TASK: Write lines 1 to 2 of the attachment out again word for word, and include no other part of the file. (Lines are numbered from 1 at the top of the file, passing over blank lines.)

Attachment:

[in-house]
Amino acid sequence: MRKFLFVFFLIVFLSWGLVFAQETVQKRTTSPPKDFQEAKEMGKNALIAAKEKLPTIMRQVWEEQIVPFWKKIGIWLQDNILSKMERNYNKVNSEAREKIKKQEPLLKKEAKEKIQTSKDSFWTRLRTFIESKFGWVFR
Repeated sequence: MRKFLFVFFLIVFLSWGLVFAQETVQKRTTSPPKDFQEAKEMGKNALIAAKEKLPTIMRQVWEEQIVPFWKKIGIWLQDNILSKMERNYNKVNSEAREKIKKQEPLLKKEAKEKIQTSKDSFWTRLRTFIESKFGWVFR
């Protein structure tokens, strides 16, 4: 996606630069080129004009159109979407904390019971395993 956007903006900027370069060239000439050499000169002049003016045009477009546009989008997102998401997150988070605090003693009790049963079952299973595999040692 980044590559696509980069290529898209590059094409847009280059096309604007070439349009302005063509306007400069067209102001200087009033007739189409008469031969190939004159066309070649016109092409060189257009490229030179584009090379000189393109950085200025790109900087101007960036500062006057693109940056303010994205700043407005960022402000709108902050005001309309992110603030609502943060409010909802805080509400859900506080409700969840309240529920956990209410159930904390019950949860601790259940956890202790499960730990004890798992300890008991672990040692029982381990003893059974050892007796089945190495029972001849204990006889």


[in-house]
Amino acid sequence: MRKFLFVFFLIVFLSWGLVFAQETVQKRTTSPPKDFQEAKEMGKNALIAAKEKLPTIMRQVWEEQIVPFWKKIGIWLQDNILSKMERNYNKVNSEAREKIKKQEPLLKKEAKEKIQTSKDSFWTRLRTFIESKFGWVFR